After running through all of my wines, with the nosing, sipping, and dumping, I always ask visitors if they would like to revisit any wines, because sometimes one sip just isn’t enough. I also like to recommend other wineries to visit based on what my visitors liked most, and perhaps a local place to eat between wine tasting visits.

I write about wine because I do not want anyone to be intimidated by it. I pour wine in much the same way. Nicely enough, there are many other incredibly friendly and fun folks pouring wine throughout Mendocino County, and every one of us would love to pour wine for you. We’re gentle with first-timers; if you haven’t been wine tasting yet, give it a try.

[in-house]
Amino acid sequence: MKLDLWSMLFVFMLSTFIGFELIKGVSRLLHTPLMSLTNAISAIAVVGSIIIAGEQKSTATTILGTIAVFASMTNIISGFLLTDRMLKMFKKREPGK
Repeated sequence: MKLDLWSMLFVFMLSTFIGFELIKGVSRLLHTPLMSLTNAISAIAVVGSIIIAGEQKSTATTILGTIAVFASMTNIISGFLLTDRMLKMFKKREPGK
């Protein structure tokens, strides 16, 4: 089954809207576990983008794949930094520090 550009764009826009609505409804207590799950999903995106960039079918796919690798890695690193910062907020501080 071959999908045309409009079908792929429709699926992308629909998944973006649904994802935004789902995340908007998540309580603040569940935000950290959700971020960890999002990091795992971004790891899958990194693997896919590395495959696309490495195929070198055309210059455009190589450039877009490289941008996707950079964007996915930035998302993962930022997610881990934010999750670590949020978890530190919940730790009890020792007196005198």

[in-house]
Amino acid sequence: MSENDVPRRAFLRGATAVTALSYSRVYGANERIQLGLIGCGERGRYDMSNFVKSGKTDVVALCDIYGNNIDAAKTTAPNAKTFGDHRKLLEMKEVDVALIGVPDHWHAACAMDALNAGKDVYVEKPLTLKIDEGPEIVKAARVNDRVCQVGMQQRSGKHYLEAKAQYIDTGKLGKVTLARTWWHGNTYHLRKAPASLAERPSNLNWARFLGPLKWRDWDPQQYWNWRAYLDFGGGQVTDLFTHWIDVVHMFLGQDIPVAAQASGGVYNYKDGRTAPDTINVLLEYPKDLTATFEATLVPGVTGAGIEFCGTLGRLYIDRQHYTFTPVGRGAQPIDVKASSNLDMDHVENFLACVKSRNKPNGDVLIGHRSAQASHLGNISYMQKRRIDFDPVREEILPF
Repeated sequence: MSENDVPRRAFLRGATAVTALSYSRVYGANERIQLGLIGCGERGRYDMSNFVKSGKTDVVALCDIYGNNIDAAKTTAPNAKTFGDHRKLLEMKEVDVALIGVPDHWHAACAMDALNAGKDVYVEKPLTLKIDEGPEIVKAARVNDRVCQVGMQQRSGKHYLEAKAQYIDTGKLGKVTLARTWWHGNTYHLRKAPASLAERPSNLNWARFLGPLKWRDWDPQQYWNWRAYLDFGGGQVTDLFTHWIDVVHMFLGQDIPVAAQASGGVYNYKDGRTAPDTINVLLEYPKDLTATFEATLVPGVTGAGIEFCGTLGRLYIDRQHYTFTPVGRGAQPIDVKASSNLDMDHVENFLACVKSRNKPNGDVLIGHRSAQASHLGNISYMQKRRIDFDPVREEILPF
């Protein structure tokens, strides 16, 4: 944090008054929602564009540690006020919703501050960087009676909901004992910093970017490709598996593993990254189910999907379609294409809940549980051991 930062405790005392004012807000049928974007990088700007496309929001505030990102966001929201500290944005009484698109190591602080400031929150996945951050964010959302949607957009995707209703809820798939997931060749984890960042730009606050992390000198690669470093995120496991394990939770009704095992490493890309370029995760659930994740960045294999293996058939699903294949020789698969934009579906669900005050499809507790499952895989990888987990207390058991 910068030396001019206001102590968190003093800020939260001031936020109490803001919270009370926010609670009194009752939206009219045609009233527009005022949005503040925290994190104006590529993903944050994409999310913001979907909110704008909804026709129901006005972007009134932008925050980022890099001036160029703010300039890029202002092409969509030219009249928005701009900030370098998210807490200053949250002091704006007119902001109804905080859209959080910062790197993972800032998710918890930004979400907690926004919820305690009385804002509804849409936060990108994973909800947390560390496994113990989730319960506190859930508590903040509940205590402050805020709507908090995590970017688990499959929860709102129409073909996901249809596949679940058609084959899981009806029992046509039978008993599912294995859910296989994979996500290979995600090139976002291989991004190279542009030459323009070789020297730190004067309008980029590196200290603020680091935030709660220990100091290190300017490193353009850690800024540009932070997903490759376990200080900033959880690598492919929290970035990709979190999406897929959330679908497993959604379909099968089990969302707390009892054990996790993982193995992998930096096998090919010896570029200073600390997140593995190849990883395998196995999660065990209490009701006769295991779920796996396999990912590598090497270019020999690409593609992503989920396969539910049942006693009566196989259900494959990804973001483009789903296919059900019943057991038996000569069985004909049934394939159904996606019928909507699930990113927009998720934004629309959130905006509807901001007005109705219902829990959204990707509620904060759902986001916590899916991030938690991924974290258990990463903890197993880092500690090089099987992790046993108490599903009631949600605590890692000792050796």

Cue the banjos.

I wrote in the newspaper, and online, and spread the word about a dinner that will not be happening…sort of. Rivino was to be the featured winery at next Wednesday’s premier event, for me, of the Mendocino County Mushroom, Wine & Beer Fest, a Chef’s Wine Dinner at Crush in Ukiah featuring mushrooms, of course, and the estate wines of Rivino.

I love Crush’s Chef’s Wine Dinner series, have attended them all (Saracina, Barra of Mendocino/Girasole, Bonterra, Coro Mendocino, and Yorkville Cellars). I think Jason and Suzanne at Rivino make enjoyable wines, and they have a large and loyal following. After the dinner was announced, the folks who put on both the Mushroom, Wine & Beer Fest every November and the Crab, Wine & Beer Fest every January, Visit Mendocino, arranged for McFadden Farm to be the featured winery at Crush’s Crab themed dinner in January. Of course, I was going; of course, I was writing about it; and, of course, I was spreading the word.

I’ve got some good news and some bad news, which do you want first?

Umm, the bad news.

Okay, the bad news is that there will be no Chef’s Wine Dinner at Crush featuring the wines of Rivino next Wednesday.

Okay, what’s the good news then?